It was a clear but cold morning – the kind that makes many wonder why we live in this climate. Yet the driving conditions were good and the roads were dry. I'm at Toronto's Canadian National Exhibition grounds for a session in Michelin's Winter Driving Academy. The one-hour lesson is intended to prepare drivers for the worst winter conditions (there's an online version on YouTube). We're talking slippery streets, sudden stops and the occasional moose. To mimic these perils, Michelin has constructed a skid pad that will imitate a stretch of treacherous icy road.
I think I'm ready for winter's challenges but as I settle in behind the wheel of my front-wheel drive sedan (one fitted with Michelin X-Ice Winter Tires), my confidence wanes. I'm seated next to Carl Nadeau, 41, a professional driver and a celebrity on the French-Canadian automotive scene.
"You need to be aware of road conditions and you need to be ready," he says. I decide to keep a mental list of the top three lessons learned, a mental antidote to complacency. "Because when something does go wrong," he continues, "and you're not ready, you're spinning out on the road and the cars are coming in behind you. It's not good."
Nadeau describes "spinning out on the road and the cars are coming" as "not good." Nadeau is prone to understatement.
My first test is a straight stop on dry road. It goes fine – the ABS does its thing. Then it's time to hit the ice. I accelerate to 25 km/h, brake and skid. Nadeau reminds me to steer in the opposite direction of the spin. Point the wheels where you want to go. I manage the move and even get a compliment from Nadeau, but the speed at which the car loses its traction is unnerving. Imagination is a powerful thing.
We're doing this under controlled conditions but out there, on the road, with your family in the car …
There's a sinking feeling in the pit of my stomach.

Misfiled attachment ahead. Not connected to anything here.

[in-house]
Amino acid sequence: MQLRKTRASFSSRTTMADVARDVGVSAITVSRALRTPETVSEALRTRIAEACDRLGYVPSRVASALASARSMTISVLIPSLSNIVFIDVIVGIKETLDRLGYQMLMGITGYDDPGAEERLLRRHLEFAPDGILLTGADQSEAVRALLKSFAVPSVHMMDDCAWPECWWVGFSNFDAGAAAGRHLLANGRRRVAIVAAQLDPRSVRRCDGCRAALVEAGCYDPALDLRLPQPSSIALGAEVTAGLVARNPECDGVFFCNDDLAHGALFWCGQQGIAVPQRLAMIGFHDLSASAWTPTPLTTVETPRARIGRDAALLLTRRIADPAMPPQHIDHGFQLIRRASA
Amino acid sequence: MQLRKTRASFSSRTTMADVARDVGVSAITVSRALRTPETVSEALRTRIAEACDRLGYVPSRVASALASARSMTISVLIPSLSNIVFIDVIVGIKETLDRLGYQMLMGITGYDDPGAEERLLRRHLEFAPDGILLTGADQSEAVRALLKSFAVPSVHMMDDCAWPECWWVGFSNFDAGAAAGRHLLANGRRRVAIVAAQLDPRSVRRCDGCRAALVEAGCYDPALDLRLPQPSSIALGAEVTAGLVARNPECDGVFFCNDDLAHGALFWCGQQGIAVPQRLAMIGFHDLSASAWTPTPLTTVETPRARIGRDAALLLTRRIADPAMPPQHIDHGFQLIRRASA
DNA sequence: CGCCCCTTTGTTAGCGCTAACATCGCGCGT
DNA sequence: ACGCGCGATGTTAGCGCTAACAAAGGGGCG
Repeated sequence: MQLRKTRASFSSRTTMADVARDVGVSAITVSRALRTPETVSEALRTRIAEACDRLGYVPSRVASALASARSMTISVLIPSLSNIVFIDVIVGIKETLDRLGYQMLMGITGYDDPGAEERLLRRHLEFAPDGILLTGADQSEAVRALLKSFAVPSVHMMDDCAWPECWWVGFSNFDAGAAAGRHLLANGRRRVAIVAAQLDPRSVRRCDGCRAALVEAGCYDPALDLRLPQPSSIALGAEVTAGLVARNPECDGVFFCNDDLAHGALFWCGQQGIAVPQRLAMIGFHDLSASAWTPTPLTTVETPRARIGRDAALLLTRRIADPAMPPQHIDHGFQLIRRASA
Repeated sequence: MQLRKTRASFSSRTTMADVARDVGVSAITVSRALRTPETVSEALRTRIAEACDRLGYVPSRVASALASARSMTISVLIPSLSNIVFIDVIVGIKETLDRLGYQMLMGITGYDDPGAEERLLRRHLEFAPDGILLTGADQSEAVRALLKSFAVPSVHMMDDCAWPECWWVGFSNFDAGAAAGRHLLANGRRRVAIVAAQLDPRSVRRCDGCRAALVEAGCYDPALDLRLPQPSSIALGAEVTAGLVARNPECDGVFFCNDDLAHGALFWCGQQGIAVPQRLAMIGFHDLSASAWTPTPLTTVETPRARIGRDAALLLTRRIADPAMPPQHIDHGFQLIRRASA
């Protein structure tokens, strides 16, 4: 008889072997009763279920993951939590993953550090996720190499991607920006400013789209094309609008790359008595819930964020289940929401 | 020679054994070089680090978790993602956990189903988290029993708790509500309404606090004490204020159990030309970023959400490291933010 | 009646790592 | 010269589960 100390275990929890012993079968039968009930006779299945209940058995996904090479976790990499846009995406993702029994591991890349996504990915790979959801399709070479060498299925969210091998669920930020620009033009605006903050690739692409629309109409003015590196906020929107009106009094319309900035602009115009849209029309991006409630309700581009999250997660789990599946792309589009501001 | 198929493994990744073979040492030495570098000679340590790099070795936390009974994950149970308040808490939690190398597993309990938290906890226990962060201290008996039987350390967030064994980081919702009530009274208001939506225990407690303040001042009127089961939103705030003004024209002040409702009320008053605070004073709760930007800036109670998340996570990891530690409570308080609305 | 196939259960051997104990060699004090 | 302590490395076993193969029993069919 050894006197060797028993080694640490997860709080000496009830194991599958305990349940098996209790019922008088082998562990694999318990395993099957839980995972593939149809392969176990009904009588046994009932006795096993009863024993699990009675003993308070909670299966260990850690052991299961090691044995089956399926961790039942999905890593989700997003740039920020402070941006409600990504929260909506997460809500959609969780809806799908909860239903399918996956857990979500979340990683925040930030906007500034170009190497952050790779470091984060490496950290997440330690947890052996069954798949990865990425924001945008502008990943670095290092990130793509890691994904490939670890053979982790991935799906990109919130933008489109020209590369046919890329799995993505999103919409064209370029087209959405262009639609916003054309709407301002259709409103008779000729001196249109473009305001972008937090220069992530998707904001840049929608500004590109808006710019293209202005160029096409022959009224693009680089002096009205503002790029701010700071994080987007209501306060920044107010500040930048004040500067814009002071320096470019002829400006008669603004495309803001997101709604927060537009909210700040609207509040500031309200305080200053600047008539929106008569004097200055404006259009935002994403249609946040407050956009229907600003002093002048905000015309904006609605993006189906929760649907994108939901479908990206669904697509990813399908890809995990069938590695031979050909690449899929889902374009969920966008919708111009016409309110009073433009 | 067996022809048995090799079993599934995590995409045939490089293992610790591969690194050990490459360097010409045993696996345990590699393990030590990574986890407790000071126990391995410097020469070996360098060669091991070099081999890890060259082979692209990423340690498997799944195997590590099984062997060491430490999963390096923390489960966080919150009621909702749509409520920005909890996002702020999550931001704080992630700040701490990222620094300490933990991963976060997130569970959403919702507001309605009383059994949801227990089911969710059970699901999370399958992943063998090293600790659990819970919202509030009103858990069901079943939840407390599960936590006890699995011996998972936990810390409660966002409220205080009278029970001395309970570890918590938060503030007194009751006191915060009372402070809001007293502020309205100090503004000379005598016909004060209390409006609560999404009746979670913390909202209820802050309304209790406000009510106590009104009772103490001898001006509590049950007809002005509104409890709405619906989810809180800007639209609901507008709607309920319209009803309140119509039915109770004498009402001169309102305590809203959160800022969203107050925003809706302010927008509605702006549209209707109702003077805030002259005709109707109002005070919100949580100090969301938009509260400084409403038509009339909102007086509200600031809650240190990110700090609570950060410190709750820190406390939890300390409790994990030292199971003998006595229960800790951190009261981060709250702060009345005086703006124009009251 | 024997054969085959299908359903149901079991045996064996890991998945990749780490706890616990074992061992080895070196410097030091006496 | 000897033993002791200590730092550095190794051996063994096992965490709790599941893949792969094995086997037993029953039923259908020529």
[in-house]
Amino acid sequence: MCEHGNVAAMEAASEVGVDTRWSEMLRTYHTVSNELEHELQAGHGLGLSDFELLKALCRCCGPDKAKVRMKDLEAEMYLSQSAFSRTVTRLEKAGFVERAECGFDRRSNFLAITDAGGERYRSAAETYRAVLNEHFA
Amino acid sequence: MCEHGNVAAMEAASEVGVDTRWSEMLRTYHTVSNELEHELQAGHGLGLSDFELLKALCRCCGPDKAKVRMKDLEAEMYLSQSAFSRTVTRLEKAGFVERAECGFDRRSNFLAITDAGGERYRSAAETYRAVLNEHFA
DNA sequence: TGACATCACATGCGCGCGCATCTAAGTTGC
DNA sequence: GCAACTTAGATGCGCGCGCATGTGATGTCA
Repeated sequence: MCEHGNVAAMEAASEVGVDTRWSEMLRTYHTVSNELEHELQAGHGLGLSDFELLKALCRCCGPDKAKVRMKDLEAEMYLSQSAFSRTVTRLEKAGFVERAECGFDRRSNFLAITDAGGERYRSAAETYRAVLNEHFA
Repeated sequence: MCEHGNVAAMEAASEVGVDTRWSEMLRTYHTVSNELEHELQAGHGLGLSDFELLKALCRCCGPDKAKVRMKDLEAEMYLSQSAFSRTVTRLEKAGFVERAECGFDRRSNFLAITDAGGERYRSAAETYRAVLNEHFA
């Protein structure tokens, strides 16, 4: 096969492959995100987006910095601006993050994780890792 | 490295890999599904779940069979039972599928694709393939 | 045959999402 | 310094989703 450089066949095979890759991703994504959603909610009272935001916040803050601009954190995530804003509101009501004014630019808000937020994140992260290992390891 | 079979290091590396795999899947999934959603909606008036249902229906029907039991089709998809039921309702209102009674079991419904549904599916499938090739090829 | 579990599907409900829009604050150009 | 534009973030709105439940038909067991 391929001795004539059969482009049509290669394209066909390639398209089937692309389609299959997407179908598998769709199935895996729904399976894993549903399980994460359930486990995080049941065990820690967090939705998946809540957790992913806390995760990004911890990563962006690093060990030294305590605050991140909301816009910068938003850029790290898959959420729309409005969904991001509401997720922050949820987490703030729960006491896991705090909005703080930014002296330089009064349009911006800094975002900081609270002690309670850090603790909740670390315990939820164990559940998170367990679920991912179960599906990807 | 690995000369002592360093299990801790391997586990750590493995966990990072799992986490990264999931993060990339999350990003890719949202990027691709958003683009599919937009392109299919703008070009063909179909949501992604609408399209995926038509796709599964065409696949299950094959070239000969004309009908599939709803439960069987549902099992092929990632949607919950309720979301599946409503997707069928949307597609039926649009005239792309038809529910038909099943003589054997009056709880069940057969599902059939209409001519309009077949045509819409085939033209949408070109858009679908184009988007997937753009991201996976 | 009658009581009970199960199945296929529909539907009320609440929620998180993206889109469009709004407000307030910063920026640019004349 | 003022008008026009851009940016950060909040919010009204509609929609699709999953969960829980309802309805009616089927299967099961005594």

I need to take every winter driving course I can. Is it really possible that I spend more time on Twitter than I do on my driving? I'm pathetic.
The next series of tests recreate an emergency brake-and-avoid situation. A moose darts on the road and you must brake and turn to avoid it. Human nature is to stare at the object in front of you, which means when you turn, you're likely to turn into, rather than away from, the object. Nadeau reminds me to keep the eyes focused out front and to brake then turn, rather than blending the two. It works.
I feel a little bit like Scrooge but instead of being visited by the "Ghost of Christmas Past" I'm being visited by the "Ghost of Accidents Yet To Come." I want to drop to my knees clutching the Michelin tire gauge I've been given and swear to mend my ways, asking, "Answer me one question. Are these Michelin winter driving tests the shadows of the things that will be, or are they shadows of things that may be, only?"
No matter how long you've been driving, no matter how good you think you are, it's never too late to become a better driver. If you can't be there in person you can do this from your computer by visiting michelinwintercenter.com.
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